To be more specific, Kwan will be the only player in MLB history to finish a season with a batting average of .800 or higher. He’ll easily surpass Tetelo Vargas’ 1943 record when Vargas batted .471 to become the only player in Major League history to eclipse the .500 mark during a season. With the accomplishment, Kwan will all but cement himself as the greatest hitter to ever grace a baseball uniform. And, then, he’ll discover magical dust that can make people fly and will lead society into the next great wave of modernization! Too much? Too much. 

So, Kwan probably won’t become the greatest hitter to ever set foot on planet Earth, but he’s definitely the best hitter to ever put on a Guardians jersey after Cleveland’s name change during the offseason. He has at the very least caught lightning in a bottle to open the season after going 8-for-10 at the plate through Cleveland’s first three games. After going 1-for-2 on Opening Day against the Royals, Kwan followed up with efforts of 2-for-3 on Saturday and a masterful 5-for-5 on Sunday. In addition to his stifling bat, Cleveland manager Terry Francona has shown belief in Kwan’s defensive abilities, playing him in all three outfield positions, while also giving Kwan the opportunity to showcase his speed on the basepaths.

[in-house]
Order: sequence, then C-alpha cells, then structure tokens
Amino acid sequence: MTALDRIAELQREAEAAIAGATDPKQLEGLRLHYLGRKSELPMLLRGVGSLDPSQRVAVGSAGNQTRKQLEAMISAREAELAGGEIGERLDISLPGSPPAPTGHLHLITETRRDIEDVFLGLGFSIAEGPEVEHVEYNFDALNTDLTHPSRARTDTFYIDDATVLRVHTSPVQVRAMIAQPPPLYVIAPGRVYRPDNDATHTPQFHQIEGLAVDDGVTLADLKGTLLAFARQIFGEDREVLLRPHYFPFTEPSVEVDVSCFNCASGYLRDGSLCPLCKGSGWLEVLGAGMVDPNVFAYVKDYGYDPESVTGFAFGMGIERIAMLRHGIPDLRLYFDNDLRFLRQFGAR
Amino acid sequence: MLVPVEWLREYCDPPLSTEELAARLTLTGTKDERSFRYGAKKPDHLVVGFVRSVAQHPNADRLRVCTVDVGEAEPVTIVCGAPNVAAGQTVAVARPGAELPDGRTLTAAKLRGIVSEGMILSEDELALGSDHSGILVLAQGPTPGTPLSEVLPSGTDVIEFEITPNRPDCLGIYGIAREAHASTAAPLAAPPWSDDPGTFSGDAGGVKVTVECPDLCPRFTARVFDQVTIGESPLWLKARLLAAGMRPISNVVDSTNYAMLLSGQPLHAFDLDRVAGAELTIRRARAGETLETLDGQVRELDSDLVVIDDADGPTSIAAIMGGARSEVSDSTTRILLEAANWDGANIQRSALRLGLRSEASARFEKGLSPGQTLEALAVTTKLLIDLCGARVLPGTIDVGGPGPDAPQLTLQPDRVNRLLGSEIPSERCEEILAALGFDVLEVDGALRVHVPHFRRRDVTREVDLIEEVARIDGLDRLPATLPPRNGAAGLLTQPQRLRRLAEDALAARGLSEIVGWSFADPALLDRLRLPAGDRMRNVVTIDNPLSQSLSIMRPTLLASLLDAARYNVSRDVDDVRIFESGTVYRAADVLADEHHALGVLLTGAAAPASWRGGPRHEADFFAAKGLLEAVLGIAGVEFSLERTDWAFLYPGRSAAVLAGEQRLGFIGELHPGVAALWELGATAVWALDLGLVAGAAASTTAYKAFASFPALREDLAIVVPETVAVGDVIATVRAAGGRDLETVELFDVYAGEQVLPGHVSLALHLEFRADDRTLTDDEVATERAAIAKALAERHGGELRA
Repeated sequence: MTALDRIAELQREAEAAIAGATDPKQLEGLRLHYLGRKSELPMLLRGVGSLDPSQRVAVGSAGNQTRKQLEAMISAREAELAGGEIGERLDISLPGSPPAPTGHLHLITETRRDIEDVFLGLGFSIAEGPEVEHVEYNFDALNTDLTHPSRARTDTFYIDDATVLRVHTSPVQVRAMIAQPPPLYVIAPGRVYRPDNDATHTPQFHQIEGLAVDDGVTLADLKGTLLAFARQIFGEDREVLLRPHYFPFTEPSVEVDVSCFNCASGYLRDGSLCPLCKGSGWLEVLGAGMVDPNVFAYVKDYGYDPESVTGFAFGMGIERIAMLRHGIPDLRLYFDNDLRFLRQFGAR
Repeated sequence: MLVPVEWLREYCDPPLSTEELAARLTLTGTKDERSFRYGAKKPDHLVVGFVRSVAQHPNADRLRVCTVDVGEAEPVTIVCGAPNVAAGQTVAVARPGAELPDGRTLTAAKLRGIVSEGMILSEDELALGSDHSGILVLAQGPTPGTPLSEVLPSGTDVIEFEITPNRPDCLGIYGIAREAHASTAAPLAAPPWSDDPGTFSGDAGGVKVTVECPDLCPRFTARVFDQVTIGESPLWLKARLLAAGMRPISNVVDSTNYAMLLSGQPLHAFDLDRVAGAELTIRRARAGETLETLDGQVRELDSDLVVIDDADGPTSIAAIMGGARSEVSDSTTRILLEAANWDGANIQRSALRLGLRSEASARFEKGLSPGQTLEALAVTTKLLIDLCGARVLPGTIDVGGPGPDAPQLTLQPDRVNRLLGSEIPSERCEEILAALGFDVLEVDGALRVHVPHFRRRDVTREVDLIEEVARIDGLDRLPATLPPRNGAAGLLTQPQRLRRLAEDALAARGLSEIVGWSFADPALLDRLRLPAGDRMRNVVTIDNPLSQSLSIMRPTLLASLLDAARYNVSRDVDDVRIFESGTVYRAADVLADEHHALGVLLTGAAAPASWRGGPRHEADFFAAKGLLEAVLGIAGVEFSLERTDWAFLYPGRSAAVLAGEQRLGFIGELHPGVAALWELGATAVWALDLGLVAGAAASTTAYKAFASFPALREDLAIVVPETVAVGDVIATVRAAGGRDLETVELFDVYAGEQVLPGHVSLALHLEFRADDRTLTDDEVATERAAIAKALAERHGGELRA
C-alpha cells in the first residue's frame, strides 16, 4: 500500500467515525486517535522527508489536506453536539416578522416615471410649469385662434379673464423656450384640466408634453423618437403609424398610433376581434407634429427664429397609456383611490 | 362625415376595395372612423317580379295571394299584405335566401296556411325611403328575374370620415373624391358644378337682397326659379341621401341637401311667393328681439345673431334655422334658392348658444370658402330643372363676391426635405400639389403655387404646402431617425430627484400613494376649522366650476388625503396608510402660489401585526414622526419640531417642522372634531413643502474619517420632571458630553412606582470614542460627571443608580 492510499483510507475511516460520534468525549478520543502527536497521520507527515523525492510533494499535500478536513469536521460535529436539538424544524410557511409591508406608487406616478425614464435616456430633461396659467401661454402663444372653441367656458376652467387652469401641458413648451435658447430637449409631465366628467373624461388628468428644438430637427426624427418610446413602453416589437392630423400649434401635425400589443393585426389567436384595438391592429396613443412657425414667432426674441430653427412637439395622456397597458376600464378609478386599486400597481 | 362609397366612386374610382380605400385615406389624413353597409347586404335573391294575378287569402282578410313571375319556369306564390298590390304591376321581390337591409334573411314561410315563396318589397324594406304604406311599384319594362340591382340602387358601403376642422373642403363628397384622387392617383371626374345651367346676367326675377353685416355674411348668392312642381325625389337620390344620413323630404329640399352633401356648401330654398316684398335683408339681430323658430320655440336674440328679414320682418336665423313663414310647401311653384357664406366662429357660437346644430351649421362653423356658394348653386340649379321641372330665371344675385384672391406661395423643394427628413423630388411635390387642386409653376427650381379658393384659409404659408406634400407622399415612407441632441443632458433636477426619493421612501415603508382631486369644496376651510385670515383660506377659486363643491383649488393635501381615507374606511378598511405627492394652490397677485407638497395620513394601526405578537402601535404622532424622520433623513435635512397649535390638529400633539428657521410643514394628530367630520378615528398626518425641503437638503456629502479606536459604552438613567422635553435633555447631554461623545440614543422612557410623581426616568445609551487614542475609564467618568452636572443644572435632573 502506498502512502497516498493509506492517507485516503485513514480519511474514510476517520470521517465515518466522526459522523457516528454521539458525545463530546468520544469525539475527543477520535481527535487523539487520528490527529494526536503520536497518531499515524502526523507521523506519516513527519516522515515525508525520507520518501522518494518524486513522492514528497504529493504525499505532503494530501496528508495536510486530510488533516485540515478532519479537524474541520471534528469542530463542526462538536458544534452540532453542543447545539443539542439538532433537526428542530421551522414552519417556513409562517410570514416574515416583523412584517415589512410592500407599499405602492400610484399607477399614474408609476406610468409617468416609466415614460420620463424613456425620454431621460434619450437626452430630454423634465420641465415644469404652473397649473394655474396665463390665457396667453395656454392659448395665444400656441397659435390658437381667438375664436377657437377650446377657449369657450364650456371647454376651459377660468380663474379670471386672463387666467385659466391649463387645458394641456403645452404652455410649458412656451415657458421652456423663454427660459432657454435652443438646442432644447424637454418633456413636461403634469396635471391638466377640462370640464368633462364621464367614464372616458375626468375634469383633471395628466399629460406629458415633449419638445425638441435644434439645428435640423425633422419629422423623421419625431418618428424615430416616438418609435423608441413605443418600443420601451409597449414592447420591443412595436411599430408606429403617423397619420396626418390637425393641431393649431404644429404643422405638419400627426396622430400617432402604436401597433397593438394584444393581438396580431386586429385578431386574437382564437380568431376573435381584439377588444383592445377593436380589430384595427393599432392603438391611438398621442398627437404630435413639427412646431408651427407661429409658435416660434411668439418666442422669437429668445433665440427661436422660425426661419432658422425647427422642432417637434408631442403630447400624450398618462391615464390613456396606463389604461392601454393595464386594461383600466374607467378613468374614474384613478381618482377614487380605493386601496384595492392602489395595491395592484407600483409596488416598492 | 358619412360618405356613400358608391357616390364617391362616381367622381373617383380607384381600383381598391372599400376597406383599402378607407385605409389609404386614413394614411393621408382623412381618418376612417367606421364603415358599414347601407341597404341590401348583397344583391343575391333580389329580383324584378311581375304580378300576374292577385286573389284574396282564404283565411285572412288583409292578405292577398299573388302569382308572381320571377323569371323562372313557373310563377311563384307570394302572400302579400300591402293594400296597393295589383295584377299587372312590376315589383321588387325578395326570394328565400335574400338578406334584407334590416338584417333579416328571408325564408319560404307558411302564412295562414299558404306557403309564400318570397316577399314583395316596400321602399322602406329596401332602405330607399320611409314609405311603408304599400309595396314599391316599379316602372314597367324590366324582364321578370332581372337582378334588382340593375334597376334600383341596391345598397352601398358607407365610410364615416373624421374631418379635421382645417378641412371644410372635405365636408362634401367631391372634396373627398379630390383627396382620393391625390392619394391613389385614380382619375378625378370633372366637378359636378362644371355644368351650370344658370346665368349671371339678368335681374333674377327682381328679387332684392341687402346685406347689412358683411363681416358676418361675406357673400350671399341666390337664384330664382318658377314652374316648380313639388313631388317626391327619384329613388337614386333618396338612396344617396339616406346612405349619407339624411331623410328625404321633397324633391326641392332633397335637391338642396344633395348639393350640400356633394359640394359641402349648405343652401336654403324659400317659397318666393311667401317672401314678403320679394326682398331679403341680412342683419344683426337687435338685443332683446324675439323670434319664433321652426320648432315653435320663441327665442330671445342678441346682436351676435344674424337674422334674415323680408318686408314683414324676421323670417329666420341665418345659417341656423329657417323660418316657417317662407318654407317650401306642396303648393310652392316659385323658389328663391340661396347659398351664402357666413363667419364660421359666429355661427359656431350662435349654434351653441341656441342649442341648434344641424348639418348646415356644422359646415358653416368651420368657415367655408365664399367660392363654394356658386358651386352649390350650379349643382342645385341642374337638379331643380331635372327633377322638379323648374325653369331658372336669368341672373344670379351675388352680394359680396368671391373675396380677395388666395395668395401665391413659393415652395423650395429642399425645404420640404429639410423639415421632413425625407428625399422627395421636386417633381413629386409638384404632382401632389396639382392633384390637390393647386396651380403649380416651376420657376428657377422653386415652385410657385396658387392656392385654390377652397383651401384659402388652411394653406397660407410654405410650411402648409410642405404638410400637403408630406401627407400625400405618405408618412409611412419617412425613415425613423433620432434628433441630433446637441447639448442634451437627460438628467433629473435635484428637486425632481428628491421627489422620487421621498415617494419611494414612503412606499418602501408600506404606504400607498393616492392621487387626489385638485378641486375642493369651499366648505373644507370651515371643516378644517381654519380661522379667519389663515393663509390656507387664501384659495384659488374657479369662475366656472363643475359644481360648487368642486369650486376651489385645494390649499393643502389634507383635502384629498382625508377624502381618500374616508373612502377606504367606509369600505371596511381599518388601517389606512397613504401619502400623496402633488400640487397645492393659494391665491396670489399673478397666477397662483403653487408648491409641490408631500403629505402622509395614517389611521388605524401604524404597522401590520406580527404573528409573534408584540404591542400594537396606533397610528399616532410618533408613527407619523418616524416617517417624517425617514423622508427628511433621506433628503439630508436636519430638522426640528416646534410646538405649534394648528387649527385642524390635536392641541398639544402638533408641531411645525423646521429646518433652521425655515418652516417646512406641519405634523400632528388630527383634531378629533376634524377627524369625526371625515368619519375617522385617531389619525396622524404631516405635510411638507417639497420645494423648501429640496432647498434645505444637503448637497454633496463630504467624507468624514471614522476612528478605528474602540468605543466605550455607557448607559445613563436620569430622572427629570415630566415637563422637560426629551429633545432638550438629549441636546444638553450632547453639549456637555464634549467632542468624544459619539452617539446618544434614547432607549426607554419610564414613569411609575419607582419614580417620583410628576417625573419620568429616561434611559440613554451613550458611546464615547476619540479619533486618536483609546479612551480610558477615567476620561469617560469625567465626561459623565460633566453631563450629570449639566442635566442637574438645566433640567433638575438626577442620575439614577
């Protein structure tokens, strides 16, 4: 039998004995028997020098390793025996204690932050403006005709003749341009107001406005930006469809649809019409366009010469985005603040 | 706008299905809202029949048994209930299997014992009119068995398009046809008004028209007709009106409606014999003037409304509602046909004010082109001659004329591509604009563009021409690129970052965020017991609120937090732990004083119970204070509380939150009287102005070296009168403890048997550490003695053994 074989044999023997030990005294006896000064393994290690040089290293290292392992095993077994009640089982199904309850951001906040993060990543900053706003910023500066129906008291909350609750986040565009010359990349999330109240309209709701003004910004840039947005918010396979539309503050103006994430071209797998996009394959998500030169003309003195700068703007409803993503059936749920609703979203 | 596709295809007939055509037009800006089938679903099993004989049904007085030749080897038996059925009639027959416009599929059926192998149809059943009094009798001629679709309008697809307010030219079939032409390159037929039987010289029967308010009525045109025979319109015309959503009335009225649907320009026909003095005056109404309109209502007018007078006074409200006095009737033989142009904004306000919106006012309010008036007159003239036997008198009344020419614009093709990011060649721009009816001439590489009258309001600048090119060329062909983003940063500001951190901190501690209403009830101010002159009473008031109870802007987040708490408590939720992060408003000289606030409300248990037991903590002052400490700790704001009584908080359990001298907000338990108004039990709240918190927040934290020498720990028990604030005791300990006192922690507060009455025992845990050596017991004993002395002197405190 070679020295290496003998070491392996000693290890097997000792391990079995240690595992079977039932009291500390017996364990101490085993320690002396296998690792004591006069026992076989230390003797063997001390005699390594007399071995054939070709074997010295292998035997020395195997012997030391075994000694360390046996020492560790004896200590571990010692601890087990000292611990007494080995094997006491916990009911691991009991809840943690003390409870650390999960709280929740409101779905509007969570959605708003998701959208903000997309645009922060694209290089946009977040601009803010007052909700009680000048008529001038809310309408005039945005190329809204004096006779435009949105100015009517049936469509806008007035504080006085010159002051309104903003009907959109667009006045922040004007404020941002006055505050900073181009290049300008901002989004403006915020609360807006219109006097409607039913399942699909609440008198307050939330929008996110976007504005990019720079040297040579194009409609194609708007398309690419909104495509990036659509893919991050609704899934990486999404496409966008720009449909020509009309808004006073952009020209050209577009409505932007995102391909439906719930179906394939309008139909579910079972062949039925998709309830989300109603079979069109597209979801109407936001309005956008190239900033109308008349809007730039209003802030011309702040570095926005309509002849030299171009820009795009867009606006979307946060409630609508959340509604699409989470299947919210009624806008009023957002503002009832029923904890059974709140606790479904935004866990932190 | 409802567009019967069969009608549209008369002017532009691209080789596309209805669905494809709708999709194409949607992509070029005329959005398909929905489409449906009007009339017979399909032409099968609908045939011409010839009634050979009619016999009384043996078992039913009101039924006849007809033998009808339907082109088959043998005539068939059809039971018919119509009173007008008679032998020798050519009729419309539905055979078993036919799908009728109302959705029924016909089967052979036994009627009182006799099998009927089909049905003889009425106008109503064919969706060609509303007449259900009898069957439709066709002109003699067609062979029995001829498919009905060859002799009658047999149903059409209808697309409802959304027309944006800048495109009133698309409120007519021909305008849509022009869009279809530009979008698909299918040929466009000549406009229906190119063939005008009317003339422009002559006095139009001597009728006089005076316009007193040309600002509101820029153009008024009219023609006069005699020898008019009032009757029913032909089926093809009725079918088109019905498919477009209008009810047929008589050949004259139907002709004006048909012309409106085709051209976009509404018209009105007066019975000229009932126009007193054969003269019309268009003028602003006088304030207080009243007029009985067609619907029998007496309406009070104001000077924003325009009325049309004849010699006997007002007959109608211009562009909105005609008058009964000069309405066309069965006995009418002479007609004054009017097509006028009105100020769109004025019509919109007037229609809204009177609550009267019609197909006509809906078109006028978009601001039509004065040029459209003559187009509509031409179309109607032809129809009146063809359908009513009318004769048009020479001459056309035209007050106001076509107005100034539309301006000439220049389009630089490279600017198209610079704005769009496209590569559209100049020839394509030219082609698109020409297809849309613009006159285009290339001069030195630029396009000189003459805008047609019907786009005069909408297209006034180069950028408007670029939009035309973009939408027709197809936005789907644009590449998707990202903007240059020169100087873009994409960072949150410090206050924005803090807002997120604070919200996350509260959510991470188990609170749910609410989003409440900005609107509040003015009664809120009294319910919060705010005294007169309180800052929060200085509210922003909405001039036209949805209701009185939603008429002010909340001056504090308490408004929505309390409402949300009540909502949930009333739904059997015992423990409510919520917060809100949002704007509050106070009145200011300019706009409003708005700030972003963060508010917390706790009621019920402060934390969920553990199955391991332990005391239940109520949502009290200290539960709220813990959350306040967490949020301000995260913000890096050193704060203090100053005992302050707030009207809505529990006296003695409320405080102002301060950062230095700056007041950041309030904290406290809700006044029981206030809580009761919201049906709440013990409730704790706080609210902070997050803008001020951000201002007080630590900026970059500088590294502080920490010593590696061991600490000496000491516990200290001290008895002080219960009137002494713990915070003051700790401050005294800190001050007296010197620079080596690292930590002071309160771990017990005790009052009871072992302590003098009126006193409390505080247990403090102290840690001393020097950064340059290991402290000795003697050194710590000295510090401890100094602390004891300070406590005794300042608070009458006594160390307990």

A fifth-round selection in 2018 by Cleveland, 2022 has been the first taste of Major League action for the young outfielder. The 24-year-old has a knack for success in the batter’s box as he owns a career .301 batting average in the minors, including marks of .337 and .311 between Double-A and Triple-A last season. Cleveland’s 15th-ranked prospect according to MLB Pipeline, Kwan’s highest-rated skills include his ability to hit for contact and his fielding, both of which are graded as well above-average. He’s also shown plus speed and has increased his power potential as he has progressed through the minors, though scouts believe that Kwan’s outstanding hand-eye coordination and his ability to put the bat on the ball will be his bread and butter as a Major Leaguer. 

A healthy Byron Buxton will hit 162 home runs this season